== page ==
Have you ever been frustrated to see how much time employees spend doing things that are not work related while on the clock? Or, perhaps the organization has a renewed focus on productivity, and you’ve been enlisted to help with brainstorming process or policy changes that could help? An area of concern for employers analyzing productivity is how much time is spent “goofing off” while at work.
Reducing employee time spent “goofing off” is probably a reasonable goal. But the idea of “goofing off” is probably not the main issue—the real issue is productivity loss. That productivity loss may come from a variety of employee activities, such as spending excessive of time talking about nonwork things with coworkers, doing personal things like browsing online articles or social media, or even taking care of personal errands (like buying gifts online or spending time away from work without taking paid time off (PTO)). It could also come in the form of frequent personal calls and texts. Regardless of the specific activity, the concern is that too much time is being spent not working.
For employers, this topic can be tricky. Few employees would be happy in an environment where they feel that not a single minute of personal time is acceptable—people are social by nature, and the ability to socialize both online and offline is important to happiness and satisfaction. Additionally, frequent work breaks can actually increase productivity. Employees need time to recharge and time to take breaks, and that usually includes time spent at work doing nonwork things. On top of all of that, if employees have a little flexibility in handling some personal issues during working hours, they’ll be less likely to remain distracted by these issues when they are working later.
The key for employers is to find an appropriate balance. If it’s agreed that some miscellaneous time spent doing nonwork activities is not only tolerable but also desirable, these activities do not need to be eliminated—they simply must be kept to a reasonable level. Here are some ways that employees can influence how much time employees spend on these types of activities:
- Ensure that employees have job responsibilities that they find challenging and rewarding. Many employees waste time at work simply because they’re bored. The employer can be proactive and try to match employees with the right level of responsibility and overall workload.
- Create work processes that allow employees to be efficient. For example, consider implementing procedures to follow with employee meetings (i.e., every meeting must have an agenda and must stick to the original time slot). By doing things that promote efficiency, this creates a culture in which employees will be empowered to push for efficiencies in other areas.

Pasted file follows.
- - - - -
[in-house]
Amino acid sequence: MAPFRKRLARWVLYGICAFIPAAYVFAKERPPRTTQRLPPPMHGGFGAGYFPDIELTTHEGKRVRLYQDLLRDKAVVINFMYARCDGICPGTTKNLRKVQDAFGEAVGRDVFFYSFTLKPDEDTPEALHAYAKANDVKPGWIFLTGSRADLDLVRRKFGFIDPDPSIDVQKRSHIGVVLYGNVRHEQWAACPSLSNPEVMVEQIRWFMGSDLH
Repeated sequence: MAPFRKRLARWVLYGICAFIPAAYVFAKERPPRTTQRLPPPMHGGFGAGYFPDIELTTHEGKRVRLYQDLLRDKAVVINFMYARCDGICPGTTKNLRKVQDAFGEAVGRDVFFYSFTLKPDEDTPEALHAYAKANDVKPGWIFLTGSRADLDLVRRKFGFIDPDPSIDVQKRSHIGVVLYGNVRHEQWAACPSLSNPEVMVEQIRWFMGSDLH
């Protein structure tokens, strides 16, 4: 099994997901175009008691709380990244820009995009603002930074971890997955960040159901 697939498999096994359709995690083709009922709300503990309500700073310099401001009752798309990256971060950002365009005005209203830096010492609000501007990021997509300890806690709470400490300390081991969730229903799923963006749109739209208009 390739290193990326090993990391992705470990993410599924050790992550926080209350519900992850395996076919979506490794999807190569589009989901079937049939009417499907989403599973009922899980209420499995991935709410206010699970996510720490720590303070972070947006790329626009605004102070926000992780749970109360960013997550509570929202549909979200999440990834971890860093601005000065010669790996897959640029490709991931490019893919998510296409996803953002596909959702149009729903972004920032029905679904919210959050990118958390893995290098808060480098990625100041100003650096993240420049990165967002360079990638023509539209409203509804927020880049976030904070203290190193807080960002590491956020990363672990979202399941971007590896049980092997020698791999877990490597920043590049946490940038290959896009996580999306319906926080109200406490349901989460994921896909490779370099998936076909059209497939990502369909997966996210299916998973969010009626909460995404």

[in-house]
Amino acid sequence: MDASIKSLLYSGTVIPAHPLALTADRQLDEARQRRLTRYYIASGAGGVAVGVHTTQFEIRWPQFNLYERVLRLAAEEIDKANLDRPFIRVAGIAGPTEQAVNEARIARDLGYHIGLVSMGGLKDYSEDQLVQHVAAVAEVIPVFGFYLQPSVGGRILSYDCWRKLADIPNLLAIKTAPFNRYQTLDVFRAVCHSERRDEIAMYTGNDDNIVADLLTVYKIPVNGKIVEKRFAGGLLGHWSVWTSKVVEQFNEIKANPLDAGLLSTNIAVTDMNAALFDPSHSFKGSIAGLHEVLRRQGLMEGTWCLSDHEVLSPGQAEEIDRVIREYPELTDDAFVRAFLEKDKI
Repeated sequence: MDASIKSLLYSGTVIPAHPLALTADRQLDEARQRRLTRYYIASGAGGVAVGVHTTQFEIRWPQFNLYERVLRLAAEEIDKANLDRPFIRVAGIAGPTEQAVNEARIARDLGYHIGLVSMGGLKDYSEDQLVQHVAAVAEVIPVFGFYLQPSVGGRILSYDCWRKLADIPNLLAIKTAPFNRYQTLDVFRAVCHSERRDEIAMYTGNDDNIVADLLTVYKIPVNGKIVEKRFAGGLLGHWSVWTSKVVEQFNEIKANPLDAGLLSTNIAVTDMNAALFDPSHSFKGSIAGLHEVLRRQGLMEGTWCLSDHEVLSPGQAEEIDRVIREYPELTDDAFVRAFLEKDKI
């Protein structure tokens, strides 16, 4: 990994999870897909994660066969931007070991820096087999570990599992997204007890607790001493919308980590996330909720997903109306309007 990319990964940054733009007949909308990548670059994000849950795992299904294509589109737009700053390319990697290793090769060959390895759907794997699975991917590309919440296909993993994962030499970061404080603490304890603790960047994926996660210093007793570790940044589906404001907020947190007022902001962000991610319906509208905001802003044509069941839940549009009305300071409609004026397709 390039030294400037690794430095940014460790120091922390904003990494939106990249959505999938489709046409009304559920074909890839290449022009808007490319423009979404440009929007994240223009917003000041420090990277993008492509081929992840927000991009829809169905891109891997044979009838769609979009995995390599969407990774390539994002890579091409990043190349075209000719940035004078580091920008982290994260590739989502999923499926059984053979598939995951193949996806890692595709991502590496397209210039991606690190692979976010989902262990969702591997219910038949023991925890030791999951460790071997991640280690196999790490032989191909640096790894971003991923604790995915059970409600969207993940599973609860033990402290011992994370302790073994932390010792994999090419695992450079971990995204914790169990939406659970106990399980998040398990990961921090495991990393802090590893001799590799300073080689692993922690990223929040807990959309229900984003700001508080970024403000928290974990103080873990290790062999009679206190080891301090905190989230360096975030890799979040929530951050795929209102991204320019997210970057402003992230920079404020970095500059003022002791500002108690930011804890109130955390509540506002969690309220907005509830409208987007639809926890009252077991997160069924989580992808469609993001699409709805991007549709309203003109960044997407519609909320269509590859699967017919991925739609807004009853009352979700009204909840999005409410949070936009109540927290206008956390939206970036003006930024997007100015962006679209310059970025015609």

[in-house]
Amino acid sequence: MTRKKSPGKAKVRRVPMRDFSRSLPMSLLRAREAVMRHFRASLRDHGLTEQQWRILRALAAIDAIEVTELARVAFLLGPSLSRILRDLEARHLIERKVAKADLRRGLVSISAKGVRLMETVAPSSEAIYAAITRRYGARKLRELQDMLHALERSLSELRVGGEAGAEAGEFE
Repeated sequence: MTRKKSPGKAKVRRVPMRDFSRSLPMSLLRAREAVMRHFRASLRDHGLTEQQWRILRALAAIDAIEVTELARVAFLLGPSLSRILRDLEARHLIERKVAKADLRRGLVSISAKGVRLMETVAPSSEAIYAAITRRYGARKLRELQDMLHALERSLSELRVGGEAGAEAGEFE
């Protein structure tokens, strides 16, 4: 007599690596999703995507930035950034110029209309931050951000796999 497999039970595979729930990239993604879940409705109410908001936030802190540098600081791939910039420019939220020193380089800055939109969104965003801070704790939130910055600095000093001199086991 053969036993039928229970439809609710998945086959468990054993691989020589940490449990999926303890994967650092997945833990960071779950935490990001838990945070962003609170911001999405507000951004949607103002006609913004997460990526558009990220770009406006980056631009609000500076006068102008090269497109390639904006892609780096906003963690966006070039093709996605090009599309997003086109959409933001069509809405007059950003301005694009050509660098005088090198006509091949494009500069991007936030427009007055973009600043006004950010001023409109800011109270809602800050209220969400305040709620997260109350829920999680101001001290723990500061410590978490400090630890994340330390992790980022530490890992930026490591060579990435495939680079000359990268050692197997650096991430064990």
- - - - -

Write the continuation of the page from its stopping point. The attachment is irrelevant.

- Invest in good tools for employees. If employees are frustrated at work, or even if they’re overworked, they may be more likely to need to take (too many) breaks and feel more justified in doing so. Conversely, giving employees good tools to enhance productivity can allow them not only to be more efficient but also to have a greater sense of satisfaction because the employer invests in its employees and cares about how well things get done. Likewise, good tools can increase productivity and can offset some of the otherwise “wasted” time.
- Be careful not to be too restrictive. Though it may seem simple to just make a policy that makes it a disciplinary matter when employees are caught wasting time at work, this can actually be counterproductive. Not only may it lead to resentment but it could also end up creating a situation in which the employees feel as though their contributions are not valued, and as such, they’ll not have any incentive to put in any extra effort. Productivity (and morale) may decrease overall in this scenario, even if obvious time wasting decreases.
- Consider implementing more flexible working arrangements whenever possible. When employees have options that allow them to handle the demands of their personal life at the most opportune time, they’re less likely to be distracted when they’re working. They’re also less likely to be sneaking in personal calls if they have the flexibility to handle such issues without causing problems. Flexible working arrangements might include things like allowing employees to work nonstandard hours (which could allow for personal matters to be handled at better time of day) or allowing employees to make up time taken away from work on other days.
- Have incentive programs in place that give rewards for performance. When employees feel they’re being appreciated and recognized for their efforts—whether monetarily or otherwise—they’re more likely to continue those efforts. Consider including “stretch” goals that give additional incentives to go above and beyond the required levels.
- Ensure employees know where their role fits compared to the big-picture organizational goals. If the employee can clearly see his or her role and how it impacts the bottom line (directly or indirectly), he or she will be more likely to spend spare time on activities that work toward achieving the big-picture goals instead of just wasting time. The employee will feel that his or her contributions make a difference.
Have you ever tried to combat a situation in which employees are spending too much time on nonwork activities? What else did you try? What worked and what didn’t?